Two similar methods are often used to create a packed binary value. The first method uses three elements: a sign bit (e.g., 0 for a positive number and 1 for a negative number), a reference value (sometimes called an `offset') and a scaling constant. The second method uses only a reference value and a scaling constant. The basic idea is to create a number which is a non-negative scaled difference from a reference value. To design an optimized packed binary format requires knowledge of the precision and range of possible data values. Thus, most packed binary data sets are custom designed. As a simple example, consider values from numerical computations or from measurements which have the range -99.0 to 100.0 and where the desired precision is tenths. Then, the reference value might be 100 and the scale factor could be 10. Table C.1 illustrates the steps to pack (left hand column) and unpack (right hand column) a number. Appendix C.2 provides a table which indicates the number of binary digits required to represent a decimal integer.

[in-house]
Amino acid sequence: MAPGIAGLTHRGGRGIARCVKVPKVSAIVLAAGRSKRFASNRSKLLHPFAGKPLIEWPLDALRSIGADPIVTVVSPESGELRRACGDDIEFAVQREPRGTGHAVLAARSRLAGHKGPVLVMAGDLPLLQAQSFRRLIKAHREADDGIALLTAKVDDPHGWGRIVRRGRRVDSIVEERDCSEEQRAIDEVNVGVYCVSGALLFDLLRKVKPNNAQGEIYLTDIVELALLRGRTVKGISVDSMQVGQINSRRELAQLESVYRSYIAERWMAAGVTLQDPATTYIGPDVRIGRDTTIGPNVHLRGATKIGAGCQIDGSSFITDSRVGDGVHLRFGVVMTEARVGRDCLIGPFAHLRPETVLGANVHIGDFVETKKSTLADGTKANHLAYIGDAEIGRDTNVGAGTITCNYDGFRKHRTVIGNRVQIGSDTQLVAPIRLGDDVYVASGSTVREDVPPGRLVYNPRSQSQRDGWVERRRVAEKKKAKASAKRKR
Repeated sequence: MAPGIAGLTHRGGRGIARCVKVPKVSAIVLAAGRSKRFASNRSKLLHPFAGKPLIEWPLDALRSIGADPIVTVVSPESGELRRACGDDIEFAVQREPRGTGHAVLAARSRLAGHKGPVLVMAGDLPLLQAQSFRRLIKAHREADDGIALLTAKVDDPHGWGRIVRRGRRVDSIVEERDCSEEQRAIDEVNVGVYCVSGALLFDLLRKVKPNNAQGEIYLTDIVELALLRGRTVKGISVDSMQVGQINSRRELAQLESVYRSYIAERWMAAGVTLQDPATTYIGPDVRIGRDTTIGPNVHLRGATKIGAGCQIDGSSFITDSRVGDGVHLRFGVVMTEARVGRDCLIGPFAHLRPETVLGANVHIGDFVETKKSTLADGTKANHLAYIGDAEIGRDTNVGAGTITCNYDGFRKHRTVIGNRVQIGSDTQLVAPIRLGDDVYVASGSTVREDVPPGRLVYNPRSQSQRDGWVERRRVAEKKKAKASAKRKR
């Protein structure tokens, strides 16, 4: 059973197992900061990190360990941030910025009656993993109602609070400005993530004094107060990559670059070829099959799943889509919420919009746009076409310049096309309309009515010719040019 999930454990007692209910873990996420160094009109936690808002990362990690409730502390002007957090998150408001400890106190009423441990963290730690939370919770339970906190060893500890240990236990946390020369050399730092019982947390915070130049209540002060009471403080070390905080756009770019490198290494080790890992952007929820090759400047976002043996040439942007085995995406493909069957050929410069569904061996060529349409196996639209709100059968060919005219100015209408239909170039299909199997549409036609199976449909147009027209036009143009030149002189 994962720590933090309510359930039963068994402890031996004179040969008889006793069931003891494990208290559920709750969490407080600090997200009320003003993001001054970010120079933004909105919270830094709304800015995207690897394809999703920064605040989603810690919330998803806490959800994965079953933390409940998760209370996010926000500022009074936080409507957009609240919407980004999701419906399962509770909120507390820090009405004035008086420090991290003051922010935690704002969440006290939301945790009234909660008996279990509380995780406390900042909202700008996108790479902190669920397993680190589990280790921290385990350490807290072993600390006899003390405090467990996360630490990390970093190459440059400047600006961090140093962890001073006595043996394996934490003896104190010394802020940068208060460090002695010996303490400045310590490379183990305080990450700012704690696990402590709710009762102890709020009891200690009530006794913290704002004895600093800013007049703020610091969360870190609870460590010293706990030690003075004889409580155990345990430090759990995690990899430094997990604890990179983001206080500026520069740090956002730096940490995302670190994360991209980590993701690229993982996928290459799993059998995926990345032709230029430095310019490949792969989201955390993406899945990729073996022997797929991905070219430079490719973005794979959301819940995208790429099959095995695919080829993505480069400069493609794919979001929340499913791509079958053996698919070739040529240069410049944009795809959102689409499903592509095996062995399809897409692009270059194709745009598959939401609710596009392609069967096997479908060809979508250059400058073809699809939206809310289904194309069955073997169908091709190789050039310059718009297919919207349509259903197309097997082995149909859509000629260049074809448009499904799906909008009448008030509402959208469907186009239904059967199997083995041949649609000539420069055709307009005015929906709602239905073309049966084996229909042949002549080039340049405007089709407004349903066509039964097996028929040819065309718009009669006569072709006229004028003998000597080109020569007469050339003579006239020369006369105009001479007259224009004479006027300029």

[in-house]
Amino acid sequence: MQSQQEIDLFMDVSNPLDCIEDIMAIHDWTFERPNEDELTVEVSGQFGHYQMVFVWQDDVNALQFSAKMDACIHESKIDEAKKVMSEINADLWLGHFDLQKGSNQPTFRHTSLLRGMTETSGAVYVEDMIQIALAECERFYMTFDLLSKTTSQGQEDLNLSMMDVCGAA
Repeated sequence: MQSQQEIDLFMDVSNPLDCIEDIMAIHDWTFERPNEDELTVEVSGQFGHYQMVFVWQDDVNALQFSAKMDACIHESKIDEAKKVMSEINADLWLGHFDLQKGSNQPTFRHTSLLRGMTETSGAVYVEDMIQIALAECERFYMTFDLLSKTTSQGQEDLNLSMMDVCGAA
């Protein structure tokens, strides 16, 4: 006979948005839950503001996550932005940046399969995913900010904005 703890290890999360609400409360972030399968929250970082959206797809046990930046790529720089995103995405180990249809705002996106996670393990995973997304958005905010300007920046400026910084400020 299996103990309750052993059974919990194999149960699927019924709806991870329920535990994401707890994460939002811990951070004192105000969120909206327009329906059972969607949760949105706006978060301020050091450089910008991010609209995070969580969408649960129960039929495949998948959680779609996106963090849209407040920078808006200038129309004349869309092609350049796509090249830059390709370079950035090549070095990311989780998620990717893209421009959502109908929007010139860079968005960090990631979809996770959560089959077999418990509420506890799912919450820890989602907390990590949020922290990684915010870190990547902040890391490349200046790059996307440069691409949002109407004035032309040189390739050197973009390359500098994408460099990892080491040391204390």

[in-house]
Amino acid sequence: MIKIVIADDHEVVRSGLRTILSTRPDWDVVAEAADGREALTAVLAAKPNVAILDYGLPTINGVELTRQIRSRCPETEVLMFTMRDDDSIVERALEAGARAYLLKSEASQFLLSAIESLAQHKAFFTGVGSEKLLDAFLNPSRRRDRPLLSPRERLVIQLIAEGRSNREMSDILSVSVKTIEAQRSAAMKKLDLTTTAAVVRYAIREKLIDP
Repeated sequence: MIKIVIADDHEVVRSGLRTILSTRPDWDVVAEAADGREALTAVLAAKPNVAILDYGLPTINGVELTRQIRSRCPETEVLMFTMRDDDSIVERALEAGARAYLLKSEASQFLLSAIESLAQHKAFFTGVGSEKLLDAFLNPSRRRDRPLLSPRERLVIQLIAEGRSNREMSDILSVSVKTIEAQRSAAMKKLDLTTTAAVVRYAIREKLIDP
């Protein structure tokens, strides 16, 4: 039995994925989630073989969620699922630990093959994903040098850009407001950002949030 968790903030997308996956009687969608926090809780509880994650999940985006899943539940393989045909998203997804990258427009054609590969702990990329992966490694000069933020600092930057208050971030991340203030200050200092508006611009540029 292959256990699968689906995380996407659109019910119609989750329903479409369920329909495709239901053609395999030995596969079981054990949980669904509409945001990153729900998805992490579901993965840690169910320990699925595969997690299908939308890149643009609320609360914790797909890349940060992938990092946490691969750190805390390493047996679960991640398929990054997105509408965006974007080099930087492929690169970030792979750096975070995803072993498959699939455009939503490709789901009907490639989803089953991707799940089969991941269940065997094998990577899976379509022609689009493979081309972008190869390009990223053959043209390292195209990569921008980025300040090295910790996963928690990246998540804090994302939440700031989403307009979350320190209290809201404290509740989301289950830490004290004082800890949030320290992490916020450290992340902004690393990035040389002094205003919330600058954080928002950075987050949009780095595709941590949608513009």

|value to be packed||13.4||value to be unpacked||866|
|add reference value||-13.4 + 100.||unscale||866/10|
|store as real||86.6||store as real||86.6|
|scale value||86.6 * 10.||subtract reference||100. - 86.6|
|resulting positive integer||866||value||13.4|
|sign bit||1||sign bit||-13.4|